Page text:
The answer in this era is not subscribing to complicated precepts but being able to translate information into action and using language that is easy to understand.

Take it from Honest Abe.

The Two Levers of Inventory Optimization


Source: Supply Chain Comment: The Two Levers of Inventory Optimization

Back to present day and the supply chain. Two powerful levers a company can use to optimize inventory are “Working Capital” and “Customer Service Levels.” Through the effective use of these levers, you can free trapped working capital while improving service levels.

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Your company’s inventory efficient frontier is a tradeoff curve between working capital and service level and represents the currently achievable service level at any corresponding inventory investment. At its most basic, start with a piece of graph paper and plot your current service level on the x-axis and current inventory level on the y-axis. Chances are you are not on the inventory efficiency curve that is theoretically possible given your current operating capabilities. When you remove inefficiencies, failures, etc. and estimate how much your service level will go up and down with changes in inventory investment you end up with a curve – your current inventory efficient frontier curve. Organizations can slide up and down along this curve by manipulating the service and inventory levers (see Figure 1).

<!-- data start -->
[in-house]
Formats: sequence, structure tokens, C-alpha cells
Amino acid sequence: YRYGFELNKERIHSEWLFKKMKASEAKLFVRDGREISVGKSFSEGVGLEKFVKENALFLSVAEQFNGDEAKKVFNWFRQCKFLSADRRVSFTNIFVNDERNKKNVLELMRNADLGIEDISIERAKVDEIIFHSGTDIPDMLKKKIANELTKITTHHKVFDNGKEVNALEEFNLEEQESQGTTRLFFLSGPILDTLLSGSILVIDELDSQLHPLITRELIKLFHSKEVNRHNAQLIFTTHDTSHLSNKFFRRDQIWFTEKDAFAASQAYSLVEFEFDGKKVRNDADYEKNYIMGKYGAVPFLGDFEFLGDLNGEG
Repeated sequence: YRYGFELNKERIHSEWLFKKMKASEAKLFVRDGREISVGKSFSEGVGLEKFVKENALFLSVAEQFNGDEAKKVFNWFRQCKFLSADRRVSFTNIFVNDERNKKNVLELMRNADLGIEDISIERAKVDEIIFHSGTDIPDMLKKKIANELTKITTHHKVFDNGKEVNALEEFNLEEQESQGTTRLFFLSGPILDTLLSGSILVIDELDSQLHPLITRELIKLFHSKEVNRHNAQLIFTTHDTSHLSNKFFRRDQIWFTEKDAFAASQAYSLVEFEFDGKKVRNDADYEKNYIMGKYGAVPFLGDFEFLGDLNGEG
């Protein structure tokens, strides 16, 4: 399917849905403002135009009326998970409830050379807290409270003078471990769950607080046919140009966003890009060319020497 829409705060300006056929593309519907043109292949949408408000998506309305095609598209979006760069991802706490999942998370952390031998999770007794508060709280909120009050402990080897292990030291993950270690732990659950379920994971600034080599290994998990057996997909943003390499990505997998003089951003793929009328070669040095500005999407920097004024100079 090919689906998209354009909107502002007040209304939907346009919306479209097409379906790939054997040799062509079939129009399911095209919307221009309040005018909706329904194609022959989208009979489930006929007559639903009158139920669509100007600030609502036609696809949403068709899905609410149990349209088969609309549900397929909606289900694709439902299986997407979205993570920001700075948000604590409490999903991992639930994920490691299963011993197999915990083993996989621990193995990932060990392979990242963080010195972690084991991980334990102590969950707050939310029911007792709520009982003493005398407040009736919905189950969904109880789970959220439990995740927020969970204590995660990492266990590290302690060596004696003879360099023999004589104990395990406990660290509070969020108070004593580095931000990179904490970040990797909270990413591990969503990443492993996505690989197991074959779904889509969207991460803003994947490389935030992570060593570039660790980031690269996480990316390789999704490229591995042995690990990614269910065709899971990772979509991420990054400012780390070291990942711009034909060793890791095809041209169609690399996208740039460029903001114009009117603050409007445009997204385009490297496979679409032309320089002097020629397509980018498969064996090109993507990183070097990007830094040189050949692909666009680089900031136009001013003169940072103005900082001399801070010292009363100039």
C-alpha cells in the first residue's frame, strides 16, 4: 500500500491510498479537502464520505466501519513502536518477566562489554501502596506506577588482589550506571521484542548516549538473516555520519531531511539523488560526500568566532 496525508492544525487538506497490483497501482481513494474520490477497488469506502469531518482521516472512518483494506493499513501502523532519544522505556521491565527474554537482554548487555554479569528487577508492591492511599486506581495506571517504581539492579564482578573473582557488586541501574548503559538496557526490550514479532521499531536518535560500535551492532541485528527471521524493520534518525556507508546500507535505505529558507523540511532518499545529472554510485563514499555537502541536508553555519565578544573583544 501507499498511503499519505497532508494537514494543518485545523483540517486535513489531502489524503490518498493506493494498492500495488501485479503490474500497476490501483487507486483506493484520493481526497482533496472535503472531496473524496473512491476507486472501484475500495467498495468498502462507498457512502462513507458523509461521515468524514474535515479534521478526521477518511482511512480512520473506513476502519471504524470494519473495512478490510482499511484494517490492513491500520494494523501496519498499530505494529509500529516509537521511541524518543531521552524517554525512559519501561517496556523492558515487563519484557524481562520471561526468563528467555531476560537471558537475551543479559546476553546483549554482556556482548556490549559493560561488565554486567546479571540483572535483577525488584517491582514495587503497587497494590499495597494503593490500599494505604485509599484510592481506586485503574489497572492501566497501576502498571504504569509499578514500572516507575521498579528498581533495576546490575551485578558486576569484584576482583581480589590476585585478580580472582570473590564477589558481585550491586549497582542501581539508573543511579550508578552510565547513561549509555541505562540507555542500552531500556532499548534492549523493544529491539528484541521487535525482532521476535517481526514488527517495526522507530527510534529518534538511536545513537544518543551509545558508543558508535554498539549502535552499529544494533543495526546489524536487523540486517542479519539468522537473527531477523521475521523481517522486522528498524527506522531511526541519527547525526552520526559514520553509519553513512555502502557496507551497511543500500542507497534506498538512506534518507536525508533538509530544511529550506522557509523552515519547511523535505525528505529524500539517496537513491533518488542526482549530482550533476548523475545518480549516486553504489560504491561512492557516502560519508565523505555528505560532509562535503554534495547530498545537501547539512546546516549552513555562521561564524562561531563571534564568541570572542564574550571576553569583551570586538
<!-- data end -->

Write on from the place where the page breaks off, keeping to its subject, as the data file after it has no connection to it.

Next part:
However to create real value you have to be able to shift the inventory efficient frontier so that higher service levels can be achieved without increasing inventory or the same service levels can be achieved with less inventory. Multi-echelon Inventory Optimization (MEIO) allows you to truly optimize your inventory across the entire supply chain and enables you to shift to a new efficient frontier for your entire supply chain.

By modeling the end-to-end supply chain, MEIO determines not only the optimal inventory to carry at each location but also at which locations each item should be carried. MEIO looks across sales channels, distribution tiers, and even types of inventory (raw, WIP, FG) to understand how best to minimize total inventory while still providing the desired customer service levels. MEIO can take you into unexplored territory providing reductions in working capital of up to 30 percent or more. For most companies that amounts to millions of dollars in savings annually. That is an impressive use of levers.

What is important to understand is that the supply chain is a living, breathing and constantly changing organism. Your optimal inventory strategy for this month might be suboptimal next month due to changes in demand or supply, changes in competition or market health, or a variety of other factors. Modeling your end-to-end supply chain inventory is not a “one and done” activity and therefore there is always opportunity to shift that efficient frontier into new and undiscovered territory.

Do you understand your company’s service level – working capital tradeoff? Can you model your end-to-end supply chain to determine your optimal inventory locations and levels?

About the Author
Henry Canitz is The Product Marketing & Business Development Director at Logility.